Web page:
to develop standards for guarding U.S. ports
New $6.2 million grant will pay for the work
With nearly 21,000 containers a day entering U.S. ports like the ones in Jacksonville, Panama City and Tampa, Florida State University is being enlisted to provide better protection in these potential places for terrorism.
The university has received a $6.2 million grant from the U.S. Department of Homeland Security to develop standards and training for port personnel to help them identify security risks and respond to terrorist acts.
FSU's Learning Systems Institute will develop 300 hours of Web-based instruction, including how to conduct drills and the use of model scenarios that specifically address port-security issues. The port-security program also will be delivered by certified instructors. The curriculum will be implemented over the next two years.
In the wake of the Sept. 11, 2001, terrorist attacks, security measures at the nation's 350 commercial ports generally have lagged behind airport and border security.
"Our first responders, security guards and law-enforcement officers at our seaports are our first line of defense against those who want to penetrate our most vulnerable gates to the outside world," said Aubteen Darabi of the institute, the project's director.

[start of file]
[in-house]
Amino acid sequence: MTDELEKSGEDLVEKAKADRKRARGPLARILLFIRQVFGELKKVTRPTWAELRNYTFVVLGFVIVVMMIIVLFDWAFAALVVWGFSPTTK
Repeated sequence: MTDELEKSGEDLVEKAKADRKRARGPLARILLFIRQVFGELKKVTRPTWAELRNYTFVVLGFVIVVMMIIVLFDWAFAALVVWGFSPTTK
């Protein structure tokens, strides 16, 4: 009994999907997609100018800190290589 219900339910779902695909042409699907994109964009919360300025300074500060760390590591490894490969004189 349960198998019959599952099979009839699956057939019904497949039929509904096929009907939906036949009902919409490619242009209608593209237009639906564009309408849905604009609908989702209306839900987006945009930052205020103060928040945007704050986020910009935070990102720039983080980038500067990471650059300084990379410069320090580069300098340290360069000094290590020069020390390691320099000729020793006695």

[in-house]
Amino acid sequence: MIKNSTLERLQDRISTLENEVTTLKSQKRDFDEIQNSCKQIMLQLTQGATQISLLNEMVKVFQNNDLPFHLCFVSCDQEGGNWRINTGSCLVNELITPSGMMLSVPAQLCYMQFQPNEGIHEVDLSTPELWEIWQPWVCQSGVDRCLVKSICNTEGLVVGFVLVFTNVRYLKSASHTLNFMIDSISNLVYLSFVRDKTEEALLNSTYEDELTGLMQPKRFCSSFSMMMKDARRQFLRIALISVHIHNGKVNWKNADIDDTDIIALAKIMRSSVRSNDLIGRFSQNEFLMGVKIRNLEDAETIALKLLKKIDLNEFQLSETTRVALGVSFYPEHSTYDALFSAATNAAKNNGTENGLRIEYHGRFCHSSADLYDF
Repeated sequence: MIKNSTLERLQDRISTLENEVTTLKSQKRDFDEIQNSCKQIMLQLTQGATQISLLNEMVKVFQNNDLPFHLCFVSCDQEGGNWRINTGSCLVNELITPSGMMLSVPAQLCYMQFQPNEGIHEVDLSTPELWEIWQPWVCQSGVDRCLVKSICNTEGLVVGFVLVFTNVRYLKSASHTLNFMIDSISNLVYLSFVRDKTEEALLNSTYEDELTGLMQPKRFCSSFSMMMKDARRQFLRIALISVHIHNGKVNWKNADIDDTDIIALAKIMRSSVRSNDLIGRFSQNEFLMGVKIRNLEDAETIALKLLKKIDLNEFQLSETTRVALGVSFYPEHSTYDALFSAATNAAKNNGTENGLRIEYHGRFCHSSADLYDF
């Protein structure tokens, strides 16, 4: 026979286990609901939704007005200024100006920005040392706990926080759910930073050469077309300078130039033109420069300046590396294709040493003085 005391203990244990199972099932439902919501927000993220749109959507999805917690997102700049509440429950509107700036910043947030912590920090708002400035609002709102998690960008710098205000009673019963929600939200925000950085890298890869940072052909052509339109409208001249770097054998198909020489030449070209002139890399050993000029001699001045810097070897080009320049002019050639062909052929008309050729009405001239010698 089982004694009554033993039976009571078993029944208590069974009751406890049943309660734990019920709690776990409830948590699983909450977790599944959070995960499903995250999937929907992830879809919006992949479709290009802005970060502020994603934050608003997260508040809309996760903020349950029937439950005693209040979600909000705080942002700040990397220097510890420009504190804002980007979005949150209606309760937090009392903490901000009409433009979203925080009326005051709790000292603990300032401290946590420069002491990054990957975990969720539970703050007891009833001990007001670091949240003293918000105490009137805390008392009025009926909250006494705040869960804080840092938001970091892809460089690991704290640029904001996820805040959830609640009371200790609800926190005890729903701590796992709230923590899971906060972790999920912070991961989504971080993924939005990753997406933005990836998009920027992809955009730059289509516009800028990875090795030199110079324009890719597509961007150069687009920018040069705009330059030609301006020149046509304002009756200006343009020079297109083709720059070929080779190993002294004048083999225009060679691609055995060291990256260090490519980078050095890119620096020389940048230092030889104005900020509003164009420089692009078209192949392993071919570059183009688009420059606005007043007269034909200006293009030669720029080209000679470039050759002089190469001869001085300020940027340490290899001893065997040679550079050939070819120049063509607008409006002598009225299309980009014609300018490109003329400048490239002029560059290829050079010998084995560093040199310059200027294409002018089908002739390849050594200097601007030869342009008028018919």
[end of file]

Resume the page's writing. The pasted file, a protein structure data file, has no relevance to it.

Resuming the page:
"There are no national standards right now," Darabi said in a statement released to the media. "With the LSI curriculum, they're going to be in a better situation with technologically advanced training courses and standards much more sophisticated than what they have now."
FSU was awarded the largest grant among 15 universities and groups that received shares of a $30 million grant package from the Department of Homeland Security. More than 260 entities applied for the grants.
The Learning Systems Institute "has an established reputation nationally and internationally in the field of training and instruction," said FSU Vice President for Research Kirby Kemper.